Using Extended Compression

TCP/IP connections accommodate greater bandwidth to transfer large files than older technologies eliminating the need to compress data. Data can be sent in its original state saving both time and the need to decompress data once it has been transferred. However, if you have a slow line and high CPU capacity, compression may be warranted. Under other conditions, compression consumes a lot of CPU and slows transfer rates considerably while giving little if any return given the cost of CPU time.

Different Methods of Using Extended Compression

You can compress and store files in ZLIB-compressed format using one of the following methods:

  • On a global basis using the Extended Compression (ECZ) initialization parameters. If you always transfer the same type of data, you may benefit by changing the global default values of the extended compression initialization parameters.
  • On a Process basis using the EXT parameters in the COPY statement. If you send a variety of data types, it is probably more efficient to retain the default values of the initialization parameters and override them on a Process-by-Process basis using the COPY statement. For information on overriding the extended compression parameters in the COPY statement, see the Connect:Direct Process Language help.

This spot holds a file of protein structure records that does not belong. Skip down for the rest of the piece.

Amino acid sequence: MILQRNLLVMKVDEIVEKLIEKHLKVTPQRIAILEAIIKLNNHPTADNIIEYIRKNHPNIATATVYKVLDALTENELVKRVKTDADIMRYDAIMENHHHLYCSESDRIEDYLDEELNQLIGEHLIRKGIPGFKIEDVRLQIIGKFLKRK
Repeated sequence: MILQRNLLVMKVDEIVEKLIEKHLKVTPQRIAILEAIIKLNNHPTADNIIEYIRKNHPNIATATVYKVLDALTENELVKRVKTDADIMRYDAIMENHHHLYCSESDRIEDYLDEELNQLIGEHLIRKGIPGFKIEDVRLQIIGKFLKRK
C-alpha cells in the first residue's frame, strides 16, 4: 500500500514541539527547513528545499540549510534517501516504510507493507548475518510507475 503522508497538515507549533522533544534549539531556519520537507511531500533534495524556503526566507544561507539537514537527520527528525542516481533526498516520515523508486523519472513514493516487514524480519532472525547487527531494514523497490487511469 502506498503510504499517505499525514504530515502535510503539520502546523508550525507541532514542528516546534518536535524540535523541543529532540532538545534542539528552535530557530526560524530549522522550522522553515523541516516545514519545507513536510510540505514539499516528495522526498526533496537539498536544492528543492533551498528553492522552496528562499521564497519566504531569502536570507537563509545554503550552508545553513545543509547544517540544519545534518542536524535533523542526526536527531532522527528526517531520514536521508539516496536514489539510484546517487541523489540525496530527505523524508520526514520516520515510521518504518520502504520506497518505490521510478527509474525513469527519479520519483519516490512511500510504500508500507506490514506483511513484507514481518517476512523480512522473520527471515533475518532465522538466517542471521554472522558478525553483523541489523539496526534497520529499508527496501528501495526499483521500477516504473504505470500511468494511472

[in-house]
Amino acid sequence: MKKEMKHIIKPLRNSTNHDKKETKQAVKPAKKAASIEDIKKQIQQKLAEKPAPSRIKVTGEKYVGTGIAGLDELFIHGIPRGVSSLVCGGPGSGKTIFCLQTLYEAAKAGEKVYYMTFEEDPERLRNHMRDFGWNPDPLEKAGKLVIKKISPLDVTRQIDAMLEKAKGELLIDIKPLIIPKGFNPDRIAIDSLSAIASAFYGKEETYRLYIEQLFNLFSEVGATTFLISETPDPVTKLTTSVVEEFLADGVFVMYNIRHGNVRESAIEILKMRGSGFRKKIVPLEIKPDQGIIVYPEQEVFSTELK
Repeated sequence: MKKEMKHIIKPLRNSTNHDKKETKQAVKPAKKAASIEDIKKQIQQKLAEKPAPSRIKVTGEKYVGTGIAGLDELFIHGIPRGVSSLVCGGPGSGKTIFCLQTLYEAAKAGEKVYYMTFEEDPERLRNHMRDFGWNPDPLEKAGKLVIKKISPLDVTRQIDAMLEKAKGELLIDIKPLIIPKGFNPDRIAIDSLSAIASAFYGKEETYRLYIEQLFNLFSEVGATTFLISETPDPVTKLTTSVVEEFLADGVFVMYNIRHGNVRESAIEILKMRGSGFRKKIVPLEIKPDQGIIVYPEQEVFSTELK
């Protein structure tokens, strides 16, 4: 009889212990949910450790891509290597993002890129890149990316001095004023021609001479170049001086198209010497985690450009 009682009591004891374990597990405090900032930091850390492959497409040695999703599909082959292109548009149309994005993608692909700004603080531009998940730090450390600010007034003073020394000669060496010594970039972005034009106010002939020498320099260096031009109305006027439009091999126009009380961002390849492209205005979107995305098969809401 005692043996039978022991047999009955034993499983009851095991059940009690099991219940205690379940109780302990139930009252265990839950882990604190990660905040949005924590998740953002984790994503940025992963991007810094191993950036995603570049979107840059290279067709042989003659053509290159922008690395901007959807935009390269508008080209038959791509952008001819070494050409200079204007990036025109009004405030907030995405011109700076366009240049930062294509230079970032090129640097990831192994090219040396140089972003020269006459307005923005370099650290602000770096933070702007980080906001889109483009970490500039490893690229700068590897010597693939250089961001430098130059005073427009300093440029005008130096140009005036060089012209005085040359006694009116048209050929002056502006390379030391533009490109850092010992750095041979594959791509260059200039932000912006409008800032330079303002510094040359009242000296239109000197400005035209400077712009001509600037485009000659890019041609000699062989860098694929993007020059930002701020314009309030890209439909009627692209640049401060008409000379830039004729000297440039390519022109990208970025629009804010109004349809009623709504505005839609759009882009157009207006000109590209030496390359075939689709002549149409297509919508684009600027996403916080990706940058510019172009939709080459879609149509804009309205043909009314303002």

• Through the DGASACMP batch utility. This option allows the CPU consumption, or overhead of extended compression, to be offloaded from IBM® Connect:Direct® to the standalone utility. The CPU time consumed by this utility can be much greater than that consumed by IBM Connect:Direct because the DGASACMP utility must use record mode compression whereas IBM Connect:Direct can use block mode compression. You can also use the DGASACMP batch utility to decompress the data and store it in its original format on the remote node where compressed data has been sent. The DGASACMP utility produces a report, which shows how much the data was read, written, compressed, and how long it took to compress so you can determine the benefits of changing the default values of the extended compression parameters.

Changing the Values of ECZ Parameters

The effects of changing the default values for the ECZ.COMPRESSION.LEVEL, ECZ.MEMORY.LEVEL, and ECZ.WINDOWSIZE extended compression parameters are not always predictable and can significantly increase CPU utilization. The default values for the three parameters produce very good results for a wide variety of data types. Typically, it is only beneficial to change these default values if line speeds are limited, data is repetitive, and CPU is available.